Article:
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Cover image for The chain
Format:
Title:
The chain
ISBN:
9780316425384
Edition:
Large print edition.

First edition.
Publication:
New York, NY : Mulholland Books, Little, Brown and Company, 2019.
Physical Description:
504 pages (large print) ; 25 cm
Summary:
"Your phone rings. A stranger has kidnapped your child. To free them you must abduct someone else's child. Your child will be released when your victim's parents kidnap another child. If any of these things don't happen: your child will be killed. You are now part of the chain."--Provided by publisher.
Holds:

Available:*

Library
Call Number
Status
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LP McKinty, A.
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Summary

Summary

VICTIM.
SURVIVOR.
ABDUCTOR.
CRIMINAL.
YOU WILL BECOME EACH ONE.

"This nightmarish story is incredibly propulsive and original. You won't shake it for a long time."
STEPHEN KING
"McKinty is one of the most striking and most memorable crime voices to emerge on the scene in years. His plots tempt you to read at top speed, but don't give in: this writing - sharply observant, intelligent and shot through with black humor - should be savored."
TANA FRENCH
"A masterpiece. You have never read anything quite like THE CHAIN and you will never be able to forget it."
DON WINSLOW
* * * * *

YOUR PHONE RINGS.

A STRANGER HAS KIDNAPPED YOUR CHILD.

TO FREE THEM YOU MUST ABDUCT SOMEONE ELSE'S CHILD.

YOUR CHILD WILL BE RELEASED WHEN YOUR VICTIM'S PARENTS KIDNAP ANOTHER CHILD.

IF ANY OF THESE THINGS DON'T HAPPEN:
YOUR CHILD WILL BE KILLED.
YOU ARE NOW PART OF THE CHAIN * * * * *

"Diabolical, unnerving, and gives a whole new meaning to the word "relentless". Adrian McKinty just leapt to the top of my list of must-read suspense novelists. He's the real deal."
DENNIS LEHANE
"Pairing an irresistible concept with a winner protagonist, THE CHAIN promises to be your new addiction once you succumb to the first enticing page."
ALAFAIR BURKE
"A grade-A-first-rate-edge-of-your-seat thriller. I can't believe what went through my mind while reading it."
ATTICA LOCKE

"Diabolically gripping. Nail-biting, smart, and convincing. Hang on tight, because once you start this book, you can't stop - you'll be caught in THE CHAIN."
MEG GARDINER

"THE CHAIN is the rare thriller that's not only fiendishly clever but also powerfully empathetic, with both hair-raising twists and complex, fully-realized characters." LOU BERNEY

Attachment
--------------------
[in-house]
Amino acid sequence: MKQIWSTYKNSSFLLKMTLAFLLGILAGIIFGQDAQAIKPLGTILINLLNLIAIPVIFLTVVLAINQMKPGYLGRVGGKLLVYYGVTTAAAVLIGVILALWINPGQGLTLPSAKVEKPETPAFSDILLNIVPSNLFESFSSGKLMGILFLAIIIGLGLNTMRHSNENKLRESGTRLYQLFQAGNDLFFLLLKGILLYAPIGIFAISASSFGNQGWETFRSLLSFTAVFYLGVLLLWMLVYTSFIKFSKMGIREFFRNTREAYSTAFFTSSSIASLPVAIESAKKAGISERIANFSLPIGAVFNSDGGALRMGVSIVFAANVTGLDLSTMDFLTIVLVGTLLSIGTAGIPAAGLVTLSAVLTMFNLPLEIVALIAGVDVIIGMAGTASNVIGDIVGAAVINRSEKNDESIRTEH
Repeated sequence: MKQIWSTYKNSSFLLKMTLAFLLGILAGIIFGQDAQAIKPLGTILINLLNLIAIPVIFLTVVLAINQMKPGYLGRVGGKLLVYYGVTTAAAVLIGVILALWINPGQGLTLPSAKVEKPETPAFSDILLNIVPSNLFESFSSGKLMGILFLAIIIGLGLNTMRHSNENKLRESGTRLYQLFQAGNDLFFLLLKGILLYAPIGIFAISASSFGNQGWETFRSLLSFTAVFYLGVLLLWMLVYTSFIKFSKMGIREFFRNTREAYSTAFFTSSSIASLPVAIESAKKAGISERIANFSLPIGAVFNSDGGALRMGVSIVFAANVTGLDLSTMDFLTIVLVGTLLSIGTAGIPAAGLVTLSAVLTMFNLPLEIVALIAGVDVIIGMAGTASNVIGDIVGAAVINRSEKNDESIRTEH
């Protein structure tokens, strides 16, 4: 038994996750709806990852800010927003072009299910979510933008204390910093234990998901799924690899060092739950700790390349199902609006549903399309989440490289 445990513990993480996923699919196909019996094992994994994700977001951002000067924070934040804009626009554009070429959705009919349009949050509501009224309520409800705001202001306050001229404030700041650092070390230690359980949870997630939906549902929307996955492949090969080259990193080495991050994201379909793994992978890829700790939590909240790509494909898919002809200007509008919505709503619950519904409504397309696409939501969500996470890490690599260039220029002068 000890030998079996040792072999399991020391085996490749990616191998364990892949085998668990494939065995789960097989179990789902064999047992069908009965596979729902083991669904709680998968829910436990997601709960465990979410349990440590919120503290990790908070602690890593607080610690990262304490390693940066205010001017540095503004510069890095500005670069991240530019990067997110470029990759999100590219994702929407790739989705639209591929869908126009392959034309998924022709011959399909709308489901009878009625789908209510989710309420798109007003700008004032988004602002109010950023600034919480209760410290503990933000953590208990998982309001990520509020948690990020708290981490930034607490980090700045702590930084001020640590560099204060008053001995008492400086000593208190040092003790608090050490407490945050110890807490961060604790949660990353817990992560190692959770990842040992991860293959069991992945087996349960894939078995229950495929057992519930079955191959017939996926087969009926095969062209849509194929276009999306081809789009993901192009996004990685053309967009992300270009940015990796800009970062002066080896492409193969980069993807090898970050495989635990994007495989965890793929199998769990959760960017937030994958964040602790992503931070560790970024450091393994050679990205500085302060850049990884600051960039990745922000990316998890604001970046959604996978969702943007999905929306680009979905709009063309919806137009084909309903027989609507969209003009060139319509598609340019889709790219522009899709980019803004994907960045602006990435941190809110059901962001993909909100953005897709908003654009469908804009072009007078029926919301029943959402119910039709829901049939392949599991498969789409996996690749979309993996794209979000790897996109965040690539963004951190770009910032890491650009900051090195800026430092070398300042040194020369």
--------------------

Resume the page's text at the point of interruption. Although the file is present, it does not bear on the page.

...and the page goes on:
"YOU ARE NOT THE FIRST.
AND YOU WILL CERTAINLY NOT BE THE LAST."


Author Notes

Adrian McKinty was born in Northern Ireland. He read politics and philosophy at the University of Oxford. He is a crime fiction novelist, blogger and book reviewer. His novels include the Sean Duffy series and the Lighthouse Trilogy. He made the Ned Kelly 2015 shortlists in the category of Best Novel with his title Gun Street Girl. He won the 2017 Edgar Allan Poe Award for best paperback original with his novel, Rain Dogs.

(Bowker Author Biography)


Reviews 5

Publisher's Weekly Review

An original premise, relentless pacing, and strong female characters lift this nail-biter from Edgar winner McKinty (the Sean Duffy series), which takes a no-holds-barred look at how far a parent will go to protect her child. Divorced teacher Rachel Klein, a cancer survivor, lives on Massachusetts's Plum Island with her 13-year-old daughter, Kylie. She's driving to Boston one day to see her doctor when she gets a call from an unidentified woman who sounds upset. The woman tells Rachel that she has kidnapped Kylie, and the only way to get Kylie back is for Rachel to kidnap another child. The woman, whose own child has been kidnapped, and Rachel are now links in a chain of abductions. If Rachel doesn't follow the program, Kylie will die. In desperation, Rachel and her retired military brother-in-law, Pete O'Neill, eventually kidnap a random child to win her daughter's release. At that point, an angry Rachel and Pete, ignoring warnings to continue to remain silent and do nothing, go on the offensive to track down the people responsible for the kidnapping chain, culminating in a violent confrontation in a marshy area south of Plum Island. Readers won't be able to put this thriller down. Agent: Shane Salerno, Story Factory. (July) © Copyright PWxyz, LLC. All rights reserved.


Kirkus Review

For every child kidnapped, another must be taken. Otherwise The Chain will be broken.Thirteen-year-old Kylie is waiting for the school bus on Plum Island, Massachusetts, when a man and a woman pull up wearing ski masks. Her brain tells her to run, but she doesn't make the correct split-second decision, and she is taken at gunpoint. Her mother, Rachel, then receives a call that she is now part of The Chain. She must pay a ransom and kidnap another family's child, and then that family must do the same for her daughter to be released. No law enforcement, no politicians, no journalists. The Chain cannot be broken or the childrenher child, her Kyliewill be executed. While Rachel scrambles to get the money together (even though it isn't about the money, she is told) and pick a child to steal, it becomes clear that she is being tracked and her every move is being monitored. She can't do this, she must do this, she is now a completely different person who has done this. Inspired by the "exchange kidnappings" that take place in Mexico and the old-school chain letters of his childhood, crime novelist McKinty (Police at the Station and They Don't Look Friendly, 2017, etc.) takes what at first seems like a fantastical scenario and imbues it with all the terror, stress, trauma, and messiness of reality. At once a commentary on social media, greed, revenge, love, and true evil, and written with an almost lyrical quality, this book will have readers searching for more McKinty titles to devour.An unmissable thriller. Copyright Kirkus Reviews, used with permission.